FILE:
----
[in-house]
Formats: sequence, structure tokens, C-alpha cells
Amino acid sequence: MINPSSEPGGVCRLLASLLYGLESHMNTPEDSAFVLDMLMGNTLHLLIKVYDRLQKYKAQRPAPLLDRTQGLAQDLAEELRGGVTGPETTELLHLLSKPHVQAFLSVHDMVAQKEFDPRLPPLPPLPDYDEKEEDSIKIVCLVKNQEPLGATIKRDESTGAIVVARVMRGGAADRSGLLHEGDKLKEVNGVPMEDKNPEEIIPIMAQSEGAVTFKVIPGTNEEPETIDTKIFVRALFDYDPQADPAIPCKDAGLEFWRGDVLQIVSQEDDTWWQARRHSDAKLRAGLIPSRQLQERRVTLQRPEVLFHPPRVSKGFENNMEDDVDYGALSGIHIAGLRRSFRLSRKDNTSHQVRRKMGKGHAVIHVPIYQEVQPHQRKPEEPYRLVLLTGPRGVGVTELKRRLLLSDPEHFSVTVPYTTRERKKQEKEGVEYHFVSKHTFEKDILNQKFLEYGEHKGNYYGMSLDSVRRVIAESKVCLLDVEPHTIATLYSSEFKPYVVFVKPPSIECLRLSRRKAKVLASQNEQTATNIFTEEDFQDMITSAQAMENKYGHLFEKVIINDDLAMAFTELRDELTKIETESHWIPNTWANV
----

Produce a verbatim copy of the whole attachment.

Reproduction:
[in-house]
Formats: sequence, structure tokens, C-alpha cells
Amino acid sequence: MINPSSEPGGVCRLLASLLYGLESHMNTPEDSAFVLDMLMGNTLHLLIKVYDRLQKYKAQRPAPLLDRTQGLAQDLAEELRGGVTGPETTELLHLLSKPHVQAFLSVHDMVAQKEFDPRLPPLPPLPDYDEKEEDSIKIVCLVKNQEPLGATIKRDESTGAIVVARVMRGGAADRSGLLHEGDKLKEVNGVPMEDKNPEEIIPIMAQSEGAVTFKVIPGTNEEPETIDTKIFVRALFDYDPQADPAIPCKDAGLEFWRGDVLQIVSQEDDTWWQARRHSDAKLRAGLIPSRQLQERRVTLQRPEVLFHPPRVSKGFENNMEDDVDYGALSGIHIAGLRRSFRLSRKDNTSHQVRRKMGKGHAVIHVPIYQEVQPHQRKPEEPYRLVLLTGPRGVGVTELKRRLLLSDPEHFSVTVPYTTRERKKQEKEGVEYHFVSKHTFEKDILNQKFLEYGEHKGNYYGMSLDSVRRVIAESKVCLLDVEPHTIATLYSSEFKPYVVFVKPPSIECLRLSRRKAKVLASQNEQTATNIFTEEDFQDMITSAQAMENKYGHLFEKVIINDDLAMAFTELRDELTKIETESHWIPNTWANV